Collaboration required to avoid a humanitarian disaster
Amsterdam, Juli 17 2022– The human tragedy that continues to unfold in Ukraine has shocked and saddened us all.
What has also become clear is the suffering will be magnified as the repercussions are felt across the global food system. Simply put: the war has knocked the global food system – already strained as a result of COVID and climate change – off its axis. We risk turning this humanitarian disaster into a massive global food crisis unless we urgently collaborate on tangible steps to address the impact head on.
According to the UN Global Crisis Response Group, food shortages, fuel price hikes and the debt burden brought on by the war in Ukraine can severely impact 1.7 billion people across 107 economies.
We need to stabilize our global food system quickly, consciously and sustainably. Countries worldwide, weakened by the pandemic, need clear-headed partnerships between the global agriculture players, the up-and-coming innovators, governments, and NGOs. Now more than ever, this cannot be the undertaking for one organization alone.
We must all play a role, and as a global leader in agriculture, Bayer has a responsibility to act.
As the impact on food supply ripples out from Ukraine, we are activating our resources and network to address three key priority areas: supporting Ukrainian farmers, stabilizing supply in the Middle East and East Africa, and ensuring long-term climate-adaptability.
The war hit Ukraine’s agricultural system during the spring growing season. Ukrainian farmers have worked around the clock to maintain their crops in the conflict zone, but they are expected to harvest less than half of the usual 80 million tonnes of grain this year.
We have donated 40,000 bags of seed to grow food on nearly 30,000 hectares.
The seeds will support 1,250 small farmers in Ukraine who have difficulty in accessing input for the 2022 growing season.
Sadly, this will be a drop in the ocean if the free flow of food, fuel, and fertilizer out of the region is hampered.
In parts of the Middle East and East Africa that rely on Ukraine and Russia for grain, food supply chains have already been directly disrupted.
The UN has reported that food prices grew by 34 percent in the year to March, with cereal prices increasing by 37 percent.
These impacts, acutely felt by the most fragile countries and communities, will not be solved with more barriers or export restrictions. Food protectionism should play no role in our world today.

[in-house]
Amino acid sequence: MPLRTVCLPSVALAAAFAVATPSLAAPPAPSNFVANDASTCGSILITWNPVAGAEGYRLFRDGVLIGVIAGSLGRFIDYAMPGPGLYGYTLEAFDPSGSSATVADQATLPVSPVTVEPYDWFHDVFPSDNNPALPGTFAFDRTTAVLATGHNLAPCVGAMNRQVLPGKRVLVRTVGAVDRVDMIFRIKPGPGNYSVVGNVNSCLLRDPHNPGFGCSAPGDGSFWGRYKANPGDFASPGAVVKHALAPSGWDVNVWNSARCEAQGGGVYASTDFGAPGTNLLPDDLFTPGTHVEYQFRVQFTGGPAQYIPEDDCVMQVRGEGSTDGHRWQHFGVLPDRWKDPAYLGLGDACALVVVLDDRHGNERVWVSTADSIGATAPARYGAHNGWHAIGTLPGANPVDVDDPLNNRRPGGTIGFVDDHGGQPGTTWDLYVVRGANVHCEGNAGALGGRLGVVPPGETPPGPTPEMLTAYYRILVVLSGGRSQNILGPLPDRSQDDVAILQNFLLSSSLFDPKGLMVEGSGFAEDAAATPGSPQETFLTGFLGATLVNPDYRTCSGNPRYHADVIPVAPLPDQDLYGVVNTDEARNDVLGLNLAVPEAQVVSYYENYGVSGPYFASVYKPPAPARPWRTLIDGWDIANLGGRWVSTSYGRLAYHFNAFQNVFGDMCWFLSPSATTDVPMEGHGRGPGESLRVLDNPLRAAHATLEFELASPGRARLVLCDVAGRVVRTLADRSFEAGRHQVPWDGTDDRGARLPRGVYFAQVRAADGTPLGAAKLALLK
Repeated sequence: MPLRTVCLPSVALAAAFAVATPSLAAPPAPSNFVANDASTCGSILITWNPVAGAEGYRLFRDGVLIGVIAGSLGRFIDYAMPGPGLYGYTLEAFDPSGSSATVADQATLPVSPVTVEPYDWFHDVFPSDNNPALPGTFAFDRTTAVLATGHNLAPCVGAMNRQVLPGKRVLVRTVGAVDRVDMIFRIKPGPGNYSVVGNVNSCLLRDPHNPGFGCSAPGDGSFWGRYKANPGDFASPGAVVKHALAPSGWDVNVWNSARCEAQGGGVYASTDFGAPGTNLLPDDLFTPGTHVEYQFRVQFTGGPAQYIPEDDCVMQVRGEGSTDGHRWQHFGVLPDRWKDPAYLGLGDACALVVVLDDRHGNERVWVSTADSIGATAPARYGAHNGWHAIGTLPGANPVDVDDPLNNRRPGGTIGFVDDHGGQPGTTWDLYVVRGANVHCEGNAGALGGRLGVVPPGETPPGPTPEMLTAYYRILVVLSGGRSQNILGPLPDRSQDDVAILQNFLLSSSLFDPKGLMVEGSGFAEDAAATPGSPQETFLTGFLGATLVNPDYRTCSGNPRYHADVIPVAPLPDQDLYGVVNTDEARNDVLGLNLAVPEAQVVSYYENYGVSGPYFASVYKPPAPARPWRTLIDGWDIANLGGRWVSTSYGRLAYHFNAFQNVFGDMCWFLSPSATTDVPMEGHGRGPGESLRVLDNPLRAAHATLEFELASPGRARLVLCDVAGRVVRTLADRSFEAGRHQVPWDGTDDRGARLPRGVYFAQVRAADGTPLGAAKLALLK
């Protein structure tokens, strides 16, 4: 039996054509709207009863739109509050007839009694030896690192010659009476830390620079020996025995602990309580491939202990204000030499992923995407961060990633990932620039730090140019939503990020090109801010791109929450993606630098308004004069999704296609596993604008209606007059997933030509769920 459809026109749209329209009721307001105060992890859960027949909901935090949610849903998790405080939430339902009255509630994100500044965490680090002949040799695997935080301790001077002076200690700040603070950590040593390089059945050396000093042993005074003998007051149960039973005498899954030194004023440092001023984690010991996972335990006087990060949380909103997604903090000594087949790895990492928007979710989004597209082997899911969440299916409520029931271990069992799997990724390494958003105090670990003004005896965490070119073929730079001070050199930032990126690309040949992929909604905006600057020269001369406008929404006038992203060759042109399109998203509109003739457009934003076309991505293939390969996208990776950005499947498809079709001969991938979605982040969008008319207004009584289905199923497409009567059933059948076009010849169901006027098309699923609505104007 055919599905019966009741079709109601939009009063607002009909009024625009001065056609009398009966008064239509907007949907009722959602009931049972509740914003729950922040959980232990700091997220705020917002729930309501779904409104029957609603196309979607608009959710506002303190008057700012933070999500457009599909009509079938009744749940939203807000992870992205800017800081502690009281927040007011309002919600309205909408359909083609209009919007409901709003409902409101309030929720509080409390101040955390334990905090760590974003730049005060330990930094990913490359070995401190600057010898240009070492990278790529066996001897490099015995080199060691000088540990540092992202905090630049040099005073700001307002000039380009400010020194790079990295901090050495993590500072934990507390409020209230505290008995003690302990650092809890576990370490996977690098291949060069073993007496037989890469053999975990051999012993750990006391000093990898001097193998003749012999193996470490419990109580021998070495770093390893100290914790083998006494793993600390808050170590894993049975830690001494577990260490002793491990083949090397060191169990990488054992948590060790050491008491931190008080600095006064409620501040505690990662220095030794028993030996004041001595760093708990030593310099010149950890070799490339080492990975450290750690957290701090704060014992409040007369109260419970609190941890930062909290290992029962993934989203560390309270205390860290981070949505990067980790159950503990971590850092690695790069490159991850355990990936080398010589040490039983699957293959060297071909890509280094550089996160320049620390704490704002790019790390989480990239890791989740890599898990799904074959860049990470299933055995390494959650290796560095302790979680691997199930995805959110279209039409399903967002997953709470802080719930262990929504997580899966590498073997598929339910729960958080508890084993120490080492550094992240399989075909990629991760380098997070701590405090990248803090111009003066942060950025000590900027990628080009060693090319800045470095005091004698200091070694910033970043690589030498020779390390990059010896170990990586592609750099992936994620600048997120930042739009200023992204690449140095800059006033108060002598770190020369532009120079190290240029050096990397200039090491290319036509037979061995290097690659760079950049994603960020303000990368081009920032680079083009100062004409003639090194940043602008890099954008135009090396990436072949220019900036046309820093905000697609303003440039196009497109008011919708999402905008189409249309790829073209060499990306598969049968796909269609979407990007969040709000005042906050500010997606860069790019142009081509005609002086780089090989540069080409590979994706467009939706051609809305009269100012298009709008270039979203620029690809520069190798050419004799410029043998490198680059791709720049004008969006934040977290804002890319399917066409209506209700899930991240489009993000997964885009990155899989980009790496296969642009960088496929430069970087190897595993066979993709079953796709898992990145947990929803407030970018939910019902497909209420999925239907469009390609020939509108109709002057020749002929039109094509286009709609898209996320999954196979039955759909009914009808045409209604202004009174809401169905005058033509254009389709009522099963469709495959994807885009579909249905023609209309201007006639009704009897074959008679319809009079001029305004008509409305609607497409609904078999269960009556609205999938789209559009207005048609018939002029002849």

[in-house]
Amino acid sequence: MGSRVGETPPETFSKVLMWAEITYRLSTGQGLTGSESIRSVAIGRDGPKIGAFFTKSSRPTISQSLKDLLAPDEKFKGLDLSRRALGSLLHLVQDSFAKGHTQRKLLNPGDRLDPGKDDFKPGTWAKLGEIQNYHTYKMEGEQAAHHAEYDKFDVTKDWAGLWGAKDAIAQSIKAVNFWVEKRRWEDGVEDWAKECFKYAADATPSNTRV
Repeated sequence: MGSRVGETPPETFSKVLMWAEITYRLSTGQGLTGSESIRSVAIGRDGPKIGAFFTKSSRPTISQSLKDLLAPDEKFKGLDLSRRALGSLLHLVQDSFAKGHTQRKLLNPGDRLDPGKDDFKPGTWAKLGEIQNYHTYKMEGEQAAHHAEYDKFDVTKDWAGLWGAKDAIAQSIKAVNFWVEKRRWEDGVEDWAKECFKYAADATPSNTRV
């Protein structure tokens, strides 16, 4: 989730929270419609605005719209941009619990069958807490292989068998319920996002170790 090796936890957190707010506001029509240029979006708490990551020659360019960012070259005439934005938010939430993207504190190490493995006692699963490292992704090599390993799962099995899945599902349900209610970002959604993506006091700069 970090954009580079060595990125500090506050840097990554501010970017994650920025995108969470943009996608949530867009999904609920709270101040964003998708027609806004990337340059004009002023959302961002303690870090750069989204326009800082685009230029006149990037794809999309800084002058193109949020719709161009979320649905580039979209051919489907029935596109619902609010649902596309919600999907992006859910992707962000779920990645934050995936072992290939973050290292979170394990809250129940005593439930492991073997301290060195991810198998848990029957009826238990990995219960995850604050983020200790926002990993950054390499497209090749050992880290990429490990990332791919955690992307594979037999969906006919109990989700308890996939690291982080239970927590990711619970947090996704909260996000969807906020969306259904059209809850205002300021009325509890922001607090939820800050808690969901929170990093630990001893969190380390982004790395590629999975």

We continue to call for safe import corridors as well as for more humanitarian aid. Countries must release their grain stocks on the market and support the hunger relief efforts of the UN World Food Program.
Farmers in many parts of Africa, the Middle East and Asia are struggling to maintain their harvests. Spiraling costs, fertilizer shortages, and severe weather are working in concert to erode profits and reduce abilities to increase production.
Bayer is halfway to meeting the goal it set itself in 2019 to support the productivity of 100 million smallholders by 2030 with training, guidance, and access to innovative seed and crop protection tools.
And as an industry, we must inject targeted resources to smallholder farmers, to support the vital role they play and dampen food volatility. This is why we made a 160 mn USD commitment to the Zero Hunger Private Sector Pledge dedicated to end hunger.
Bayer’s commitment will go toward communities in Asia, Africa and Latin America. Lastly, we must plan and act to ensure climate resilience in global agriculture. Farmers must grow more food using fewer resources. This is not an easy feat; it requires innovative leaps in plant science, digital technology, and crop protection.
Firms like ours are already investing in these more resource-efficient, carbon-smart agricultural solutions, on our own and increasingly with others.
For example, short-stature corn is much better at withstanding extreme weather caused by climate change and can help to ensure the food supply for millions.
We also need a priority focus on fertilisers, developing biological alternatives to artificial fertiliser. Not only is artificial fertiliser responsible for four percent of global greenhouse gas emissions, but its supply is heavily dependent upon Russia. We are accelerating our work and partnerships in this area.
(Read also about new developments regarding Indonesia’s agriculture and water security)
But as we look to the potential of increasing collaboration with innovative biotech pioneers we must ensure that we communicate the positive environmental benefits that come with these innovations, working in partnership with public institutions and NGOs.
As corporate leaders we must rise to these challenges. We must work together, work quickly, and renew our focus on the long-term objective of a safe, sustainable supply of food.
Food needs to sit right at the top of the global policy agenda.
This is a crisis that cannot – and should not – be tackled alone.